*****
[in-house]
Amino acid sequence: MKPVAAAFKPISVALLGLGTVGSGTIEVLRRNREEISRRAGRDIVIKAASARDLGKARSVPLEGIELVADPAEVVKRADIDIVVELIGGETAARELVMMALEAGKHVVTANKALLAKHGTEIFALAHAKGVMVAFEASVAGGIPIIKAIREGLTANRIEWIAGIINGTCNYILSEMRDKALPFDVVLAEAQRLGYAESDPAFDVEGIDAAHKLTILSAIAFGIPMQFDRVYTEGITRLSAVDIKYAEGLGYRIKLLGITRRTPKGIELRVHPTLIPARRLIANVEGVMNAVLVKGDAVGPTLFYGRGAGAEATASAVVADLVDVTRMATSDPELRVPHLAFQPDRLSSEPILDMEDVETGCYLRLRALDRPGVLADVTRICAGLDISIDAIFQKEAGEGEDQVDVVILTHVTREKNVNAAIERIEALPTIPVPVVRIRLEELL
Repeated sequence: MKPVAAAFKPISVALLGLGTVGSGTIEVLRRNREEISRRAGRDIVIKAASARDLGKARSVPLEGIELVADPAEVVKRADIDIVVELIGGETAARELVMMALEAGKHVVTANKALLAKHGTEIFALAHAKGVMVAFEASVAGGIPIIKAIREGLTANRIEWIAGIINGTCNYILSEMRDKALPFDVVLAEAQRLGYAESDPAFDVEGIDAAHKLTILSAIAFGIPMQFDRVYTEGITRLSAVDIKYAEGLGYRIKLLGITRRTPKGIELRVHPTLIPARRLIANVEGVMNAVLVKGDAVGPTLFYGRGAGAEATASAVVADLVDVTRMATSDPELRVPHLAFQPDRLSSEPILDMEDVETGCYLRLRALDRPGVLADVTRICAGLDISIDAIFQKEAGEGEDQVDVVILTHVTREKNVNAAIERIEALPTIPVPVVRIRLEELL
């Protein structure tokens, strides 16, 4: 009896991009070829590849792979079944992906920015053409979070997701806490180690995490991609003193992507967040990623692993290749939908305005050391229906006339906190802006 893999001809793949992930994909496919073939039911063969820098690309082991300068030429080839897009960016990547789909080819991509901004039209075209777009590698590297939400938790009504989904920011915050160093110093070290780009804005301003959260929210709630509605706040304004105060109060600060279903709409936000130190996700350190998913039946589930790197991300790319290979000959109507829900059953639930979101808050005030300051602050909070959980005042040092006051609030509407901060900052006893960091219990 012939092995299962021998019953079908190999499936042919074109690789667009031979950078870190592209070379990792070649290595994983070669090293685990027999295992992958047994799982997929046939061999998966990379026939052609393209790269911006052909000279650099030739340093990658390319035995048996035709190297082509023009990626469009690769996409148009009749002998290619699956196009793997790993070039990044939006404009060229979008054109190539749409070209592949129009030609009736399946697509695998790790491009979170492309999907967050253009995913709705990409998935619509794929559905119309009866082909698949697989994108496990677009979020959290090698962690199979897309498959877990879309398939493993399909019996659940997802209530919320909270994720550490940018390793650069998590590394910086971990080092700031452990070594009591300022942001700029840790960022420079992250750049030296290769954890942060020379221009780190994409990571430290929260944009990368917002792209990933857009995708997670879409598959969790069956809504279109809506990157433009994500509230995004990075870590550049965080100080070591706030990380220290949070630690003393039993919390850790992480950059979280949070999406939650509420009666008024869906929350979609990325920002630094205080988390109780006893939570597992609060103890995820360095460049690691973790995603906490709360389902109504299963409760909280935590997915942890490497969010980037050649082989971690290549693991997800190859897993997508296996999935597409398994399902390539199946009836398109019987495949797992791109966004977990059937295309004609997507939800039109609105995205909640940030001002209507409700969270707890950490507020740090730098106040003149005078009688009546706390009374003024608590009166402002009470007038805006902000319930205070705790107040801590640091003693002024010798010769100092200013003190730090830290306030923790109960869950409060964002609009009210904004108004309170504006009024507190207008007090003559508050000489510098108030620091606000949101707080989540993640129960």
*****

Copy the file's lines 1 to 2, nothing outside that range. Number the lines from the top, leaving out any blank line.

[in-house]
Amino acid sequence: MKPVAAAFKPISVALLGLGTVGSGTIEVLRRNREEISRRAGRDIVIKAASARDLGKARSVPLEGIELVADPAEVVKRADIDIVVELIGGETAARELVMMALEAGKHVVTANKALLAKHGTEIFALAHAKGVMVAFEASVAGGIPIIKAIREGLTANRIEWIAGIINGTCNYILSEMRDKALPFDVVLAEAQRLGYAESDPAFDVEGIDAAHKLTILSAIAFGIPMQFDRVYTEGITRLSAVDIKYAEGLGYRIKLLGITRRTPKGIELRVHPTLIPARRLIANVEGVMNAVLVKGDAVGPTLFYGRGAGAEATASAVVADLVDVTRMATSDPELRVPHLAFQPDRLSSEPILDMEDVETGCYLRLRALDRPGVLADVTRICAGLDISIDAIFQKEAGEGEDQVDVVILTHVTREKNVNAAIERIEALPTIPVPVVRIRLEELL